Word has spread of Roxy Reading’s success, spurring the growth of similar groups. Three years ago, Wendi Huttner, a Labrador Retriever breeder, and Deborah Glessner, a teacher on the verge of retirement who’d already determined she wanted to do dog therapy work, founded Nor’Wester Readers. They were drawn into the literacy effort by Roxy Reading and Diane Smith, and decided to take their program into the Council Rock School District. At the start of the 2007-2008 school year, Huttner and her black lab Balrion Weathertop Nor’wester—aka Wes—joined Kim Rinella’s reading class at Hillcrest Elementary School in Holland.
The human members of the team try to be invisible, Huttner says. In the typical weekly session, she sits on the floor with Wes in the reading area of the classroom, usually surrounded by the students as they sprawl on pillows, the carpet—and one large, soft and very patient dog.
“These are the children who are the most challenged readers in the whole elementary school,” says Huttner, “the ones the specialists aren’t able to reach, who would rather have crawled into the woodwork than read out loud.”
And yet, that’s just what they do: they pick up a book and open its pages and begin to sound out the words of the story. Wes doesn’t laugh or tease, “he’s completely nonjudgmental. If he wags his tail during a story about a frog, then all week that reader is looking for more books on frogs, hoping to entertain Wes the next time he visits the classroom.
“It’s building confidence and fostering in a child the love of books and reading—everything they didn’t want to do before,” says Huttner.
With its 20th volunteer team, Nor’Wester Readers now visits 23 classrooms each week in all ten of Council Rock’s elementary schools. Huttner is working this year with the Autistic Support class at Richboro Elementary, and recently took on the Lower Elementary School in the New Hope-Solebury district. Like Roxy Reading, Nor’Wester Readers is always looking for more teams; both organizations have waiting lists of teachers and classrooms, as well as requests for speaking engagements and other services the dogs and handlers can provide in the community.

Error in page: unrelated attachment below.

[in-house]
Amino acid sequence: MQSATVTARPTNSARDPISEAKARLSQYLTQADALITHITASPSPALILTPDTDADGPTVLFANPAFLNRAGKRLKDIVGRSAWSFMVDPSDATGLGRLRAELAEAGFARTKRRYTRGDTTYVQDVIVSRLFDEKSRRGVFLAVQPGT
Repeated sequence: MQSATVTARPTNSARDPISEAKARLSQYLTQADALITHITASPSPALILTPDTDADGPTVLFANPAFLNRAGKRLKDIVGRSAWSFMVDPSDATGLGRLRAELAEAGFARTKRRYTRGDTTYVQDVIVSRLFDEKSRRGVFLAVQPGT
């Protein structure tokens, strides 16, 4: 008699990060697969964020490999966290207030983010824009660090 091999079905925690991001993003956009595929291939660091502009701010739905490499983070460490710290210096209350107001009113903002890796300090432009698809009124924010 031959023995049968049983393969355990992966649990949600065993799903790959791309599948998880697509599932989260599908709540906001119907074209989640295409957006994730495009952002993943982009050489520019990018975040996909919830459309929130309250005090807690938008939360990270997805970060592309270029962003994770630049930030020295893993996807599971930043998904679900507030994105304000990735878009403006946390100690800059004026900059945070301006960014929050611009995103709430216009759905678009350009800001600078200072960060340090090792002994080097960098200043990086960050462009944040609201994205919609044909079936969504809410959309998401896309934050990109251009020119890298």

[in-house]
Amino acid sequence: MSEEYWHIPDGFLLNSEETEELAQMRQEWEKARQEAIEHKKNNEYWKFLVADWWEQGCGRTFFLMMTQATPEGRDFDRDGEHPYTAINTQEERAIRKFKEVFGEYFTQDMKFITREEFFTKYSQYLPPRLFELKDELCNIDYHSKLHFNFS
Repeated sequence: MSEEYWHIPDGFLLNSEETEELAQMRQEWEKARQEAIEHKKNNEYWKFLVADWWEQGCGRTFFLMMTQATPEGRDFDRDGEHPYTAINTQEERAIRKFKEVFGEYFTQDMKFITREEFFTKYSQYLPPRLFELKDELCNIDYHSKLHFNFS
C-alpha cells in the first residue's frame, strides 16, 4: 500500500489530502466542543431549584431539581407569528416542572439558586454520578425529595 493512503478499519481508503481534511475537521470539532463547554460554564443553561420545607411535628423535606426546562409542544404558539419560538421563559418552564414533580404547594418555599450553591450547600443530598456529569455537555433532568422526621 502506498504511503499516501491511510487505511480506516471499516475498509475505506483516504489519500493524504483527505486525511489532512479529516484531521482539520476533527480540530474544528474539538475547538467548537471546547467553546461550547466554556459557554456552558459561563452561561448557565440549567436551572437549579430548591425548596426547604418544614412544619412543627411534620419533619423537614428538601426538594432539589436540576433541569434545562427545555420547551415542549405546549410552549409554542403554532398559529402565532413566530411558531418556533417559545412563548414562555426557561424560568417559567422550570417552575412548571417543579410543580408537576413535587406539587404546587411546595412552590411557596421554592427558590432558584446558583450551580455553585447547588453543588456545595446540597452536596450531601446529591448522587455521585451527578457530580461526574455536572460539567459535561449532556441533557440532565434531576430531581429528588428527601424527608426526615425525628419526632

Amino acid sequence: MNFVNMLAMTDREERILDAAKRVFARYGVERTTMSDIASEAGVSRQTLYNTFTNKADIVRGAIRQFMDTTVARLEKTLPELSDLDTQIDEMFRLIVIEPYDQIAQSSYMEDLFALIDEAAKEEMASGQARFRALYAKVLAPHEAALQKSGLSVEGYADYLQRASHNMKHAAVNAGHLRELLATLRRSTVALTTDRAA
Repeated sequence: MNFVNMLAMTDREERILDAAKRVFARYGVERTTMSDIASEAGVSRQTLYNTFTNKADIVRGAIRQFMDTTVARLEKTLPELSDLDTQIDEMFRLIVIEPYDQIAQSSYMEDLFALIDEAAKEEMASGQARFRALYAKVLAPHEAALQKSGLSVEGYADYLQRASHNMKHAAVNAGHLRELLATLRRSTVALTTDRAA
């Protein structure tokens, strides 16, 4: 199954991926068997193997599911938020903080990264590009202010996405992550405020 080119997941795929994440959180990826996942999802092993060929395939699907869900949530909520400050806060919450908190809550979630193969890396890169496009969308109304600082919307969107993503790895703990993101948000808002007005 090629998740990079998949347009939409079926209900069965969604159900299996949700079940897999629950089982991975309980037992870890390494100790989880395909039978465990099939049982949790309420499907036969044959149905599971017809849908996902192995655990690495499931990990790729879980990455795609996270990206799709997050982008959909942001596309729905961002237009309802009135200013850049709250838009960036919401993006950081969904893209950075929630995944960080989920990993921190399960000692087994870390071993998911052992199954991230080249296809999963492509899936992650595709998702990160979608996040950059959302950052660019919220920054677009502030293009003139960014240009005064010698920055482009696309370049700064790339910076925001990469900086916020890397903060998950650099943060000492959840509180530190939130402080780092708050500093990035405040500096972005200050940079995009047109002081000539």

Woof! Where do I sign up?
A therapy dog must be rock solid in personality and socialization, Huttner and Smith agree. While temperament is often innate, socialization—in this case, the ability to work with children and to maintain calm in extraordinary situations—can be developed by letting your dog play with crowds of kids and be around a lot of noise and activities.
“Training to heel, sit, come and stay—that’s the easy part,” says Huttner.
Therapy dogs and their handlers are certified as a team through a therapy dog organization such as the nonprofit Bright and Beautiful Therapy Dogs. Certification is $15, plus $15 a year to belong to the organization, which also bonds and insures your dog for his work. All handlers must also complete the background clearance process through the school for their weekly admittance into the classroom. There is no charge to the schools for these pet therapy services.
“We have a shortage of therapy dogs,” Huttner says. “They’re out there, but they don’t know we need them.”